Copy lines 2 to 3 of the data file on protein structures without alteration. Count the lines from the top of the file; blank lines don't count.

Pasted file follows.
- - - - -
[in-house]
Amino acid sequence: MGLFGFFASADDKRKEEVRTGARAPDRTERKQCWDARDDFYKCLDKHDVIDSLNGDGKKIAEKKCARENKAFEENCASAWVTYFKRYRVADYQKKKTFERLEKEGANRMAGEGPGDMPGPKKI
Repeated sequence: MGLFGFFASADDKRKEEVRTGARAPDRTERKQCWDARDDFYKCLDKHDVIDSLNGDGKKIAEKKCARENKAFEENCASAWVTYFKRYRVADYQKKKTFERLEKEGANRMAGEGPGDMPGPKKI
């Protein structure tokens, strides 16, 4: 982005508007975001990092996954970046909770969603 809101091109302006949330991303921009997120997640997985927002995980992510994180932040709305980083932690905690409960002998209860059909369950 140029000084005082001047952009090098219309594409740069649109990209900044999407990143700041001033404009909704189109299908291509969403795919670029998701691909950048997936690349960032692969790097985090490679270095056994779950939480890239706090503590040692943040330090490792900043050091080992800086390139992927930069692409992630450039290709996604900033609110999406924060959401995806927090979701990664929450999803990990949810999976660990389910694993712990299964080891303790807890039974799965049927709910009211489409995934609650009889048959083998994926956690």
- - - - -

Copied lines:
Amino acid sequence: MGLFGFFASADDKRKEEVRTGARAPDRTERKQCWDARDDFYKCLDKHDVIDSLNGDGKKIAEKKCARENKAFEENCASAWVTYFKRYRVADYQKKKTFERLEKEGANRMAGEGPGDMPGPKKI
Repeated sequence: MGLFGFFASADDKRKEEVRTGARAPDRTERKQCWDARDDFYKCLDKHDVIDSLNGDGKKIAEKKCARENKAFEENCASAWVTYFKRYRVADYQKKKTFERLEKEGANRMAGEGPGDMPGPKKI